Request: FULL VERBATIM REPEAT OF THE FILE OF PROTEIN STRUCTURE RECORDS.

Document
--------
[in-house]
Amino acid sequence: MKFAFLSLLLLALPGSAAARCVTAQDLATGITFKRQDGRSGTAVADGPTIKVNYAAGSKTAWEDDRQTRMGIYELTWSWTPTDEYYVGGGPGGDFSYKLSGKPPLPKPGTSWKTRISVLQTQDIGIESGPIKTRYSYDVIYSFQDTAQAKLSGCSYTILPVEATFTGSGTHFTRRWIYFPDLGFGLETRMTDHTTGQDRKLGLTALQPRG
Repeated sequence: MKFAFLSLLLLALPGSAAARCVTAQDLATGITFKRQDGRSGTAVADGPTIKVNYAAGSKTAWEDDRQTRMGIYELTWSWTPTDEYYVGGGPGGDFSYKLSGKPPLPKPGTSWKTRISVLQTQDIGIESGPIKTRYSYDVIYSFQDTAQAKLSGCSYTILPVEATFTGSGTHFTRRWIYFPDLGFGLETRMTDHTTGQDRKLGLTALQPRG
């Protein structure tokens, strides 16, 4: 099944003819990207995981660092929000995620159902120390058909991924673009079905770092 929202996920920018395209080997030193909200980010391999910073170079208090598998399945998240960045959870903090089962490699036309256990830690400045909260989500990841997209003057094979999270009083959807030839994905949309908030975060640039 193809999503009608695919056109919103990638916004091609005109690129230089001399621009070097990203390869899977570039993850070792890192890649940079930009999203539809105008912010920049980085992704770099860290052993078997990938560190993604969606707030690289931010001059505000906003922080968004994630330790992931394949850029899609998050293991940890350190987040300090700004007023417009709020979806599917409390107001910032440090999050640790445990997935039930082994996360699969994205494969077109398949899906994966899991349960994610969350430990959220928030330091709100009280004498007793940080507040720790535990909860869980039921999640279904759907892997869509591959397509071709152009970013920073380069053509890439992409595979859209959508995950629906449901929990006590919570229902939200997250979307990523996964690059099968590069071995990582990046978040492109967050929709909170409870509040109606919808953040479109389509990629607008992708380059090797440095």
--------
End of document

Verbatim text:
[in-house]
Amino acid sequence: MKFAFLSLLLLALPGSAAARCVTAQDLATGITFKRQDGRSGTAVADGPTIKVNYAAGSKTAWEDDRQTRMGIYELTWSWTPTDEYYVGGGPGGDFSYKLSGKPPLPKPGTSWKTRISVLQTQDIGIESGPIKTRYSYDVIYSFQDTAQAKLSGCSYTILPVEATFTGSGTHFTRRWIYFPDLGFGLETRMTDHTTGQDRKLGLTALQPRG
Repeated sequence: MKFAFLSLLLLALPGSAAARCVTAQDLATGITFKRQDGRSGTAVADGPTIKVNYAAGSKTAWEDDRQTRMGIYELTWSWTPTDEYYVGGGPGGDFSYKLSGKPPLPKPGTSWKTRISVLQTQDIGIESGPIKTRYSYDVIYSFQDTAQAKLSGCSYTILPVEATFTGSGTHFTRRWIYFPDLGFGLETRMTDHTTGQDRKLGLTALQPRG
């Protein structure tokens, strides 16, 4: 099944003819990207995981660092929000995620159902120390058909991924673009079905770092 929202996920920018395209080997030193909200980010391999910073170079208090598998399945998240960045959870903090089962490699036309256990830690400045909260989500990841997209003057094979999270009083959807030839994905949309908030975060640039 193809999503009608695919056109919103990638916004091609005109690129230089001399621009070097990203390869899977570039993850070792890192890649940079930009999203539809105008912010920049980085992704770099860290052993078997990938560190993604969606707030690289931010001059505000906003922080968004994630330790992931394949850029899609998050293991940890350190987040300090700004007023417009709020979806599917409390107001910032440090999050640790445990997935039930082994996360699969994205494969077109398949899906994966899991349960994610969350430990959220928030330091709100009280004498007793940080507040720790535990909860869980039921999640279904759907892997869509591959397509071709152009970013920073380069053509890439992409595979859209959508995950629906449901929990006590919570229902939200997250979307990523996964690059099968590069071995990582990046978040492109967050929709909170409870509040109606919808953040479109389509990629607008992708380059090797440095």